Sunday, March 20, 2011

A little side trip...

I had forgotten how windy it is here. Final approach felt like a ping pong ball in one of those lottery machines.

Or as Zoe said on final approach, we're 'riding a giant bunny rabbit.' 

Been 20 years since I set foot on Hawaiian soil, and I've never been to Maui until now. The weather is perfect, low 80s  and maybe 60% humidity. Makes me realize how dry it is back home in Oregon.

Kristen had gotten some great advice; if you want to do the drive to Hana, do it early in your trip. The time zone change makes it much easier to wake up sooner when your body hasn't adjusted yet. So off we go.

The trip out is 50 miles or so from Kihei, and the road isn't exactly straight. Something like 600 turns, tons of bridges that can handle only one car at a time, and lots of scenery. If you decide to go, get past the airport by 8:30.  Or else you'll be stuck in a 2,000 car procession with no way to get past.

Hana isn't exactly Los Angeles from a commercialization standpoint. But it's awfully pretty...

 We made a quick stop for a papaya smoothie, then kept going. The Seven Pools are definitely worth seeing.

Ultimate goal for me was finding Charles Lindbergh's grave. He built a house in Kipahulu to get away from the glare of publicity and died there in 1974. Kipahulu is a thousand miles off the beaten path. You don't just drop in.

Amazing thing about his flight to Paris was that he was awake for about 30 hours BEFORE he took off. Then another 33 hours enroute, nearly falling asleep several times, but without the comfort of an in-flight movie.

Later on, the house where his son was kidnapped in Hopewell NJ was about 3 miles from the house I first lived in.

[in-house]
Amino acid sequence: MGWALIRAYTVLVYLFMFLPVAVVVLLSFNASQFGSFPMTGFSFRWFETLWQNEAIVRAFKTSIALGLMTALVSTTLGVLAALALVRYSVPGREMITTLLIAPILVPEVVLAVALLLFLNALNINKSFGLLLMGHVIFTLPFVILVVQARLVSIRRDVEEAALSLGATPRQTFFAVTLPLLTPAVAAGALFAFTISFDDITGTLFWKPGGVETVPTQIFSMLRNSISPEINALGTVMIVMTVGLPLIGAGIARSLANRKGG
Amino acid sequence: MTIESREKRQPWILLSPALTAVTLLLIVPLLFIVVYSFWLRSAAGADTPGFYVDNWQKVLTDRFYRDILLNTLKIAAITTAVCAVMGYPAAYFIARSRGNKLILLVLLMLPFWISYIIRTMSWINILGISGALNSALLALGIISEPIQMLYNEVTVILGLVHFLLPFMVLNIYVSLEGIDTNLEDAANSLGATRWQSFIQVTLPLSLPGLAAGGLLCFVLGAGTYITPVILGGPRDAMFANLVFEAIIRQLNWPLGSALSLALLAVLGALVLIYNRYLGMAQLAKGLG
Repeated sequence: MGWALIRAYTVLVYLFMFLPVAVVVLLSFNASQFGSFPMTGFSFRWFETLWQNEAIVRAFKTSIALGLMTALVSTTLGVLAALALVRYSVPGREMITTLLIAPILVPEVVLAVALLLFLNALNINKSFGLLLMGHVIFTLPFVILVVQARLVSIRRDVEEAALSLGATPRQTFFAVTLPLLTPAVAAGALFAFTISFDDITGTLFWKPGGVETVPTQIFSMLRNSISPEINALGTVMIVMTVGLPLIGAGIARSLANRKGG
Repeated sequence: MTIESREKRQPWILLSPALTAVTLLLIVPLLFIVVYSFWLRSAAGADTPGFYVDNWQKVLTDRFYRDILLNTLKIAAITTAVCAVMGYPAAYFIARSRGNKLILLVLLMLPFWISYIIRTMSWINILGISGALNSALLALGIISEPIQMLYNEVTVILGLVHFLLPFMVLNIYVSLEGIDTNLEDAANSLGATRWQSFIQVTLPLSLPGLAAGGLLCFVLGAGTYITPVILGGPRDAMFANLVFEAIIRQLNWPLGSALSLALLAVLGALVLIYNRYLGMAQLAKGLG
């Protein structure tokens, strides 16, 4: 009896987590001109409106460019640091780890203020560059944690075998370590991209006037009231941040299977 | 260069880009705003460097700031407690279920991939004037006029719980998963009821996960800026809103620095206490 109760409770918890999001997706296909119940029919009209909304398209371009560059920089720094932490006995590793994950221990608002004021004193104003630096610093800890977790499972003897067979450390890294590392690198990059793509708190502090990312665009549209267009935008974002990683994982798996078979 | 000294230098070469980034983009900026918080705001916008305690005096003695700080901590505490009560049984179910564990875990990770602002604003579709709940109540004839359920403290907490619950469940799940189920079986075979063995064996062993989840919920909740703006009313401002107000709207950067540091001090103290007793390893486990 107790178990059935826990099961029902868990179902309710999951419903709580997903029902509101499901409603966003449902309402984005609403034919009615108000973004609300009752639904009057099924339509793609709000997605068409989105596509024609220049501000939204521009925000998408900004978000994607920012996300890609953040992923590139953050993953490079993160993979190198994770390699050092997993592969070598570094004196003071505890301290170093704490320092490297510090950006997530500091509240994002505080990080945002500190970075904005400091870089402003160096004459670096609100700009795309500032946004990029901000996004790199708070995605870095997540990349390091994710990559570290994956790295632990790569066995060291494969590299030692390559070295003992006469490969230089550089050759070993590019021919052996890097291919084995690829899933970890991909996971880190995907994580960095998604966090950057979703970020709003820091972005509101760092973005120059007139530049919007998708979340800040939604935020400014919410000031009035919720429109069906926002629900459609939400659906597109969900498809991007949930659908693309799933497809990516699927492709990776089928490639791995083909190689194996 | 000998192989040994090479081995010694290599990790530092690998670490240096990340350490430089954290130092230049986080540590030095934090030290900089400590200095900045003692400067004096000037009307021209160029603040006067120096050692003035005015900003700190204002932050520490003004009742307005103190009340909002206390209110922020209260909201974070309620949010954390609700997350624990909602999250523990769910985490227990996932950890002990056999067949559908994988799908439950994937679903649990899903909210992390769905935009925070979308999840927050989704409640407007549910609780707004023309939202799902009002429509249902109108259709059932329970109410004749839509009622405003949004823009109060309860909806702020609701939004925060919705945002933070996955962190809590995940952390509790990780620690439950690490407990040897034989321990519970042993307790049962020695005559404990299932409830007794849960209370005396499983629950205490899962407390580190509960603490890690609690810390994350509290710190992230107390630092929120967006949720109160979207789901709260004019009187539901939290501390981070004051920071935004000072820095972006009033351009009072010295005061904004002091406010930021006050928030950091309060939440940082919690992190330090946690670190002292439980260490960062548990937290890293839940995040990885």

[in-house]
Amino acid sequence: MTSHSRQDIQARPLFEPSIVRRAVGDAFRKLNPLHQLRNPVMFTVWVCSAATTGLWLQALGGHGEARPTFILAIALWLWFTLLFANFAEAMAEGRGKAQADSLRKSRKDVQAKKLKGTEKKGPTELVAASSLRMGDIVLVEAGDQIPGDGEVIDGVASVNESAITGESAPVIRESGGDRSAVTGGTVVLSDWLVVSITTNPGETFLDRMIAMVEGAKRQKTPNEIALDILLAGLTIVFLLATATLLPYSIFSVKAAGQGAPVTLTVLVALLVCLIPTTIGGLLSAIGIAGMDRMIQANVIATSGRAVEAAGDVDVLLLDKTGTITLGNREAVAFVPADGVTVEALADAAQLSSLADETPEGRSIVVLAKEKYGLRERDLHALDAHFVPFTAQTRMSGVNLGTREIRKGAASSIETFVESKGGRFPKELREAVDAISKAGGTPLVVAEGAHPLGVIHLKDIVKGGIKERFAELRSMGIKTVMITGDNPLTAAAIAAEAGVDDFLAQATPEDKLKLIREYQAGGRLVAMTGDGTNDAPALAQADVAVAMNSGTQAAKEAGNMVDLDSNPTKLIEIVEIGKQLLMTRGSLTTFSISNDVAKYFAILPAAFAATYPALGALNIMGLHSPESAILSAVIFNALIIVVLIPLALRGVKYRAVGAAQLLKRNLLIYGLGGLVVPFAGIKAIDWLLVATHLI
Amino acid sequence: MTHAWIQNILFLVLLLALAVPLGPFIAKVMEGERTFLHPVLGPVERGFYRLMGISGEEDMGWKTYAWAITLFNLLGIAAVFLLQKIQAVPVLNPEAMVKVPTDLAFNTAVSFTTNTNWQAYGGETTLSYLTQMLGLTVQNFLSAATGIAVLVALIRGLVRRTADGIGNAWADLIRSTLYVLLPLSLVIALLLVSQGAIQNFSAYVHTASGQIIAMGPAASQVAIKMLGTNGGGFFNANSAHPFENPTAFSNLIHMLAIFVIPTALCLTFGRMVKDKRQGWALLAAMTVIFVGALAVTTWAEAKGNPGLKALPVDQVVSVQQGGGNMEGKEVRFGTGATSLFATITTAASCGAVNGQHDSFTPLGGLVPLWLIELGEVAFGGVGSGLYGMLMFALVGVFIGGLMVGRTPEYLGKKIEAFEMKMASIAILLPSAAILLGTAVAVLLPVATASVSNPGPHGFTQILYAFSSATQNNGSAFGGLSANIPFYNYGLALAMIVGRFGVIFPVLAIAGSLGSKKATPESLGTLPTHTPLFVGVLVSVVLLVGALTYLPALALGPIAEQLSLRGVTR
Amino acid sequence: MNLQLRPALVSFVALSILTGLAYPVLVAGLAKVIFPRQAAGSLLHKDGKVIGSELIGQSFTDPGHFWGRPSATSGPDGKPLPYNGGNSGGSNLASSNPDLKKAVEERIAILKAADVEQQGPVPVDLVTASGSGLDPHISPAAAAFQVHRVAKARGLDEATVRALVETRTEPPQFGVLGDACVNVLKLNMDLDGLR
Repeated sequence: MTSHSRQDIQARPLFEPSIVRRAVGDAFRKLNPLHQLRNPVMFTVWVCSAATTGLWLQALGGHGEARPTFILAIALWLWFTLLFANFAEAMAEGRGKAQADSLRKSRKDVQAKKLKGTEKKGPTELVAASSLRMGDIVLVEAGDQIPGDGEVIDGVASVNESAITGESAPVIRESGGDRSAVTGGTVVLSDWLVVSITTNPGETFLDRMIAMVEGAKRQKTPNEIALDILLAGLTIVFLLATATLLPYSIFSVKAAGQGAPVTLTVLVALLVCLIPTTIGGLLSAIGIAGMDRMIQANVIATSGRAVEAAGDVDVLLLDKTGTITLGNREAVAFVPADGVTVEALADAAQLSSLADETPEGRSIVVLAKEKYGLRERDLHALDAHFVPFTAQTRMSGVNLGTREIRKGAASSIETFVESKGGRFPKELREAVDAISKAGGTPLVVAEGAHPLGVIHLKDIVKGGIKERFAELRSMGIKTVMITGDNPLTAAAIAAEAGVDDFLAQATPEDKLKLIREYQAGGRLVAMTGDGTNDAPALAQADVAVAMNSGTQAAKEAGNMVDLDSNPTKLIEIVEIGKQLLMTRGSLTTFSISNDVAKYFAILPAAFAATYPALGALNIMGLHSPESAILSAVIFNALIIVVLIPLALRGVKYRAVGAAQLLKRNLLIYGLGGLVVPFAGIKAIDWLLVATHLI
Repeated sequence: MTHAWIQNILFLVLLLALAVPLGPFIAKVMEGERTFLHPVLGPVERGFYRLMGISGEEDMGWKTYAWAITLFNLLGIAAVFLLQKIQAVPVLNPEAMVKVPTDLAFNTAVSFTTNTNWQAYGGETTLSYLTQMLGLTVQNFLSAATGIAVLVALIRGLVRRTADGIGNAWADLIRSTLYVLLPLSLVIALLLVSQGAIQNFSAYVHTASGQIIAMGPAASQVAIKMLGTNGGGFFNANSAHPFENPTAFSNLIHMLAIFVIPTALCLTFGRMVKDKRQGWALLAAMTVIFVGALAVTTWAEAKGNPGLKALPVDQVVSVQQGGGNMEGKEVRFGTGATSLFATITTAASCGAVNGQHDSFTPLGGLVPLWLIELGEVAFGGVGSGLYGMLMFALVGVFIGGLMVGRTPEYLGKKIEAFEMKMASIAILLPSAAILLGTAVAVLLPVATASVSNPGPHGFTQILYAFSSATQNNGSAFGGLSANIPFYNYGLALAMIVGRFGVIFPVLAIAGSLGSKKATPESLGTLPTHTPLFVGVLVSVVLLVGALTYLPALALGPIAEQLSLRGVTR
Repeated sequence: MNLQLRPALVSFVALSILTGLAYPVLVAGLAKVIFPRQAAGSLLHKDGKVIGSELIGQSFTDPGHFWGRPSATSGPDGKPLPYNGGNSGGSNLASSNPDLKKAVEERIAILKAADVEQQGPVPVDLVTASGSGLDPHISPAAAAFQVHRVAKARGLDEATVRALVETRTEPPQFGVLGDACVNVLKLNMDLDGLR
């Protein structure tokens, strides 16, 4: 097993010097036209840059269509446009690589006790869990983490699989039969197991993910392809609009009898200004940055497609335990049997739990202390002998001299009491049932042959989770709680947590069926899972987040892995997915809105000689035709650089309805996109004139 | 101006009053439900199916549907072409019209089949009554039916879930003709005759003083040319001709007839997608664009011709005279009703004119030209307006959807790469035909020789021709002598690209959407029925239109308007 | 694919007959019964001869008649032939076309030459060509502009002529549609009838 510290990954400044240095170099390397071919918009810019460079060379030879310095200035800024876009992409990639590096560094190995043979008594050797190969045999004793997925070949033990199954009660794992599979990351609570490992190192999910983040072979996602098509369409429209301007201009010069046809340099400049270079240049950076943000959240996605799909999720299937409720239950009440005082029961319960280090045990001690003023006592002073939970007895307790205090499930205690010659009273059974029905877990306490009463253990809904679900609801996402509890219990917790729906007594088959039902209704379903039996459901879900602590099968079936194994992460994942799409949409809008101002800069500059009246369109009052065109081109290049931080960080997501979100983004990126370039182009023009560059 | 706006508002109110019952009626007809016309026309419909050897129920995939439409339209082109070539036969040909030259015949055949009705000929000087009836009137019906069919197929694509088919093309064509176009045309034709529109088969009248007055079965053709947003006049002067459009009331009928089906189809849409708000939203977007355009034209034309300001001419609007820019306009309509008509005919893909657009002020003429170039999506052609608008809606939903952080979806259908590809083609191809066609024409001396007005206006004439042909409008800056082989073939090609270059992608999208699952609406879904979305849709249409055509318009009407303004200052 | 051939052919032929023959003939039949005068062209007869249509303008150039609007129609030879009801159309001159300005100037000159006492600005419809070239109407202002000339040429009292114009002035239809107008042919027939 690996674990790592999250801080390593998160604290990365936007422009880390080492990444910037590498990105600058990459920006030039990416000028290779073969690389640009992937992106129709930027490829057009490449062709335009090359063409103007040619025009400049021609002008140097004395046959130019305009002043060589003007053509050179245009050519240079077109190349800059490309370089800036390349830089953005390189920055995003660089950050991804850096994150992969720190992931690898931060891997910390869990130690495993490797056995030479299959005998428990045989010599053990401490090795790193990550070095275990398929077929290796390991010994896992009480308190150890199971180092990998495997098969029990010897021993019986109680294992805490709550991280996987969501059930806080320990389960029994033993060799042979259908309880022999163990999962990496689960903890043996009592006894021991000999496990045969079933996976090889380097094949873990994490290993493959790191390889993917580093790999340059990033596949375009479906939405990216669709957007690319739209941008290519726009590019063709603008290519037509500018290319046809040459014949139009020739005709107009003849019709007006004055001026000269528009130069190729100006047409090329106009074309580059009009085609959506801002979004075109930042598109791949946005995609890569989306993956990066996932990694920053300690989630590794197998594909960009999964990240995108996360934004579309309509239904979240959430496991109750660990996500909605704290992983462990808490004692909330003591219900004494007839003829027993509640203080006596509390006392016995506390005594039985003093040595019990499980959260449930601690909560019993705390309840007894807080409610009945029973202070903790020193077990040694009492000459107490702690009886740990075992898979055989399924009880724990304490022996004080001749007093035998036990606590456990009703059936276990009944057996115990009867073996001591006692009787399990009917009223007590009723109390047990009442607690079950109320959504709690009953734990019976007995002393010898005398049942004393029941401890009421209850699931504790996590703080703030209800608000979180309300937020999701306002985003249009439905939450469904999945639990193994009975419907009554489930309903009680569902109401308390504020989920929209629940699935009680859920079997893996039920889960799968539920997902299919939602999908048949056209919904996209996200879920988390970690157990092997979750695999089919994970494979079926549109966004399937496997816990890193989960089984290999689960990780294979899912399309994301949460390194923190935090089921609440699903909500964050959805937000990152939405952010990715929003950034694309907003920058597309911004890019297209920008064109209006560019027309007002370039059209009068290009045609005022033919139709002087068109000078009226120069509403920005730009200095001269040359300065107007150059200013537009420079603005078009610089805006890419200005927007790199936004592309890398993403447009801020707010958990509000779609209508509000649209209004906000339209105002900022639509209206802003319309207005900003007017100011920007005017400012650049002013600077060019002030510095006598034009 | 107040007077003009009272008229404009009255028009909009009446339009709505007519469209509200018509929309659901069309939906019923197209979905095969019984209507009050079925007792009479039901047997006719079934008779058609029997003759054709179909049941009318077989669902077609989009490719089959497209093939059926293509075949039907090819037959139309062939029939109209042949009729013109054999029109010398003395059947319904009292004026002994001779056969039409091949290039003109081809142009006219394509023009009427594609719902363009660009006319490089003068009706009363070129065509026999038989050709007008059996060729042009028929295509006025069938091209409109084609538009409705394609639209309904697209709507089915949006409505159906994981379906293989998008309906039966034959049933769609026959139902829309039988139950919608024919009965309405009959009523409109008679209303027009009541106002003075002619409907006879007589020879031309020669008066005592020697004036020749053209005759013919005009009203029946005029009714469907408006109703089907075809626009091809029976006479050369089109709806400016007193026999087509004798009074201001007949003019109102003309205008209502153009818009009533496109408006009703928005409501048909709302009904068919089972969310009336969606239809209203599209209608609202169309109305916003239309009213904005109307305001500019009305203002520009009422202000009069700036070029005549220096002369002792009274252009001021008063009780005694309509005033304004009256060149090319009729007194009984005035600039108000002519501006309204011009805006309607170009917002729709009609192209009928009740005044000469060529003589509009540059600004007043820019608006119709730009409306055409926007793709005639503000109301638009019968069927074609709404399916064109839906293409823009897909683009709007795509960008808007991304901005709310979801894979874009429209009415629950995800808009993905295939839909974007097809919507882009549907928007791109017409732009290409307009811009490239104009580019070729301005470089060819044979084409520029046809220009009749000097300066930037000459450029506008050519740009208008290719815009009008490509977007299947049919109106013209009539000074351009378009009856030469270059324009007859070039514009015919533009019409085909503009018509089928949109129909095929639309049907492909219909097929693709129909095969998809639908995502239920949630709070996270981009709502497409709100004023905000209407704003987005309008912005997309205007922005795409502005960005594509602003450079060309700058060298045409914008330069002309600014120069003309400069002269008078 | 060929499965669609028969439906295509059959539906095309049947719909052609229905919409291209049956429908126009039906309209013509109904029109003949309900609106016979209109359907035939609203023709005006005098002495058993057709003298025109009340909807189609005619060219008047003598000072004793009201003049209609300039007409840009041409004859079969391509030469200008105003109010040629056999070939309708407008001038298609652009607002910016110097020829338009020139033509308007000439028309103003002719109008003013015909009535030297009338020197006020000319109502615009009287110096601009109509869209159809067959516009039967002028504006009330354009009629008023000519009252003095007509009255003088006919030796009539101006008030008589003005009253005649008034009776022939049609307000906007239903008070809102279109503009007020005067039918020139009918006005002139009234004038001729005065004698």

Right now, a gecko is toying with my water bottle. But I digress...

The road coming back from Hana along the southern coast is an interesting one. Didn't know that the rental car agreement forbides passage due to the pavement conditions (and occasional lack of pavement). If you take it slow, like 10mph in spots, it isn't bad. Just long. And desolate in a lunar landscape sort of way.

Next day was the big test: see the sunrise at the 10,000 foot Haleakala summit after running the last 5 miles uphill. Lots of hairpin turns; a native told me that the climb is the steepest prolonged drive anywhere in the world. Maybe so. After waking at 0245, I drove for 80 minutes uphill, parked at the 8,000 foot level and prepared to run; all decked out in foul weather gear, gloves, hat. It's 37 degrees, raining sideways, and the wind is howling at probably 50 mph.

And it's dark. Really dark.

Time for a risk assessment:
1) It's nasty cold and wet and windy. No big deal, I'm prepared for that
2) It's dark, but I have reflective clothing.
3) It's at high altitude. Challenging but not a deterrent
4) Steep drop-offs on the downhill side of the road.  Forgot my parachute.
5) I didn't have any coffee this morning. And now it's 0430 AM. Hmmmm....

Any 3 or 4 of these issues and I'm off to enjoy/endure the run. Throw in #5 and it's a game changer. If something happens up here, my margin of error is paper-thin. So I recalibrated my goal and drove to the summit; now I just want to get down in one piece after sunrise.

Even colder up top. Some idiot is up there in shorts! (note: it wasn't me).

Exceptional sunrise. Do it on a cloudy day: the light gets dispersed in amazing ways. Then the sun just appears.Very cool.

Just don't do the bike tour down the mountain. That's nuts.

A Little Side Trip Part II
A Little Side Trip Part III

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